This article was previously published in Screentrade Magazine on 1 March 2015
Once closed, how may cinemas become ACVs, or ‘assets of community value’? What does it mean anyway, and what are the limitations and likely realities when enabling community groups to bid for these properties?
There have seen some recent high profile examples recently of local community groups, taking advantage of a right enshrined in the Localism Act 2011, to apply for historic local buildings to be listed as an ‘asset of community value’ (ACV). This right, existing since September 2012, has been enthusiastically embraced by local communities. And whilst pubs have received more applications than any other type of building, cinemas – such as the Bexhill Playhouse, the Crystal Palace Rialto and the Stockport Savoy – have also been nominated. Once listed, the owner is unable to sell or lease the building for five years without first notifying the community group. There then follows a six-month moratorium, during which the owner may continue to market the property but it will be unable to sell (or lease) it to anyone other than the community group until the six month period is up. The moratorium is designed to give the community group time to raise finance to purchase the property.
It’s important to stress that the owner is not obliged to sell the property to the community group. This is a right to bid, not a right to buy. At the end of the moratorium, the owner is free to sell to whomever they choose, and at whatever price. In reality, though, unless it is a particularly public-spirited owner, the right to bid is only likely to be effective if the community group matches or exceeds the price that the owner could fetch for the property in the open market. There is also no restriction on what the owner can do with the property during the moratorium. If the owner decides not to sell or lease it but, instead, to strip it out or redevelop it – or even to demolish it, assuming the property isn’t a listed building or in a conservation area – then they are allowed to do so.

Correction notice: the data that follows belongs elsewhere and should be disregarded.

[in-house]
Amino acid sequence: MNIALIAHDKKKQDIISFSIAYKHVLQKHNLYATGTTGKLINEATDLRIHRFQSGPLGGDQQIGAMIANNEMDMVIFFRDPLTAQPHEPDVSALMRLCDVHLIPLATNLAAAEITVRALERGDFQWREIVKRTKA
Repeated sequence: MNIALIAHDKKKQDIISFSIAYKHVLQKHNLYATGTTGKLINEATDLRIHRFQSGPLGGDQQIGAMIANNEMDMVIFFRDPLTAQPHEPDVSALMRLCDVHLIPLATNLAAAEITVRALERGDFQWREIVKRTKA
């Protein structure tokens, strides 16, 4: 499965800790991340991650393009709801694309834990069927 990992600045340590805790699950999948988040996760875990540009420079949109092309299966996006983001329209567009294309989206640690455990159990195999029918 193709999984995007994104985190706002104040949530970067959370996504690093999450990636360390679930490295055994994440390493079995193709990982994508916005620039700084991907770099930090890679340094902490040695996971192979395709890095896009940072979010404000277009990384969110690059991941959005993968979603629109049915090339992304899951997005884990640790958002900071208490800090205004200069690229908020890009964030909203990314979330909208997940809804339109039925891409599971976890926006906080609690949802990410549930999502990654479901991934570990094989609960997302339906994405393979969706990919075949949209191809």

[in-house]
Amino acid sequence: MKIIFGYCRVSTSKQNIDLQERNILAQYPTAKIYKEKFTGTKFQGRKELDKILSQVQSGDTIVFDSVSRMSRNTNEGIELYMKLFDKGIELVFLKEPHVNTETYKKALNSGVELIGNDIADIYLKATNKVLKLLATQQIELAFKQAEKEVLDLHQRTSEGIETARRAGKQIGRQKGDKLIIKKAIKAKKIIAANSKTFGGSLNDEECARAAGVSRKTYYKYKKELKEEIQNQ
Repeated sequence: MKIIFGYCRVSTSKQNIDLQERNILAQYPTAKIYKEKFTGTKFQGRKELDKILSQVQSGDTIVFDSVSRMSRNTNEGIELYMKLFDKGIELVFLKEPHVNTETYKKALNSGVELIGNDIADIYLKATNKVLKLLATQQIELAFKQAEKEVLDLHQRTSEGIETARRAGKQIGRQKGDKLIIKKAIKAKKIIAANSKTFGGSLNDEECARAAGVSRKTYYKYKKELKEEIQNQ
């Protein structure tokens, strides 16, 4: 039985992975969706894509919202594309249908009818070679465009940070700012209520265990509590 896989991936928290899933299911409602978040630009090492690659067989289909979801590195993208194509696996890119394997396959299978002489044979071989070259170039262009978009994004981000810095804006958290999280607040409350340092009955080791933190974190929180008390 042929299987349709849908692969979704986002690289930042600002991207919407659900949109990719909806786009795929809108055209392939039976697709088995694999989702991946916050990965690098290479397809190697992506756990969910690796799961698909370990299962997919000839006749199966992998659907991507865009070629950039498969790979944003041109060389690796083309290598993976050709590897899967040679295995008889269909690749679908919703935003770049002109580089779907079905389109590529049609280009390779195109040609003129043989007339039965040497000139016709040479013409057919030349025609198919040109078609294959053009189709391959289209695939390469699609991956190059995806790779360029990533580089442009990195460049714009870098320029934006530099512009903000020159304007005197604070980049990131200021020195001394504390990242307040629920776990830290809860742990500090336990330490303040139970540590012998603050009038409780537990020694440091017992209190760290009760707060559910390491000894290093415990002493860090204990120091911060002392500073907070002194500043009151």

So, what is the effect on cinema operators? The future of Cinema lies largely with multiplexes, of course, with independents enjoying success principally in territories where their target audiences are well-known or where they appeal to a specific demographic. With stand-alone cinemas in decline for many years, very few of the sites now being listed as ACVs are still functioning. Most were closed long ago and have since been converted to alternative uses such as retail or bingo halls. For those still trading, however, exhibitors may well have a lease with little, if any, capital value. A cinema that is financially unviable will eventually be closed and, where possible, the lease surrendered back to the landlord. Whether it becomes an ACV will, therefore, usually be the landlord’s problem, rather than the exhibitor’s. Where however a cinema is trading successfully it can still be listed as an ACV and the moratorium would cause delays for an owner or operator wishing to sell. The delay would be more problematic still if the sale represented part of a disposal of a larger group of trading cinemas all intended for simultaneous sale.
Local residents are to be applauded for their wish to see their local cinema returned to its former glory, but in very few cases is this a realistic prospect since the desire is often driven by nostalgia. Today’s movie-goer expects top-notch sound and picture presentation along with a well-appointed café or bar that may well be beyond the reach of many community operators. That said, a dedicated community group might find a future for the cinema as a mixed-use cultural space – a format unlikely to trouble the majors.
In the vast majority of cases, it is believed that the Localism Act will bring very few cinemas back to working life. These cinemas were closed down for commercial reasons: they were not making money and once the surge of goodwill has subsided, it is easy to imagine that the local community would find it hard to raise the necessary funding to reopen the cinema and run it on as a financially independent concern.
Mark Saunders, Partner, Fladgate LLP (firstname.lastname@example.org)
Roy Perrott, Professional Support Lawyer, Fladgate LLP (email@example.com)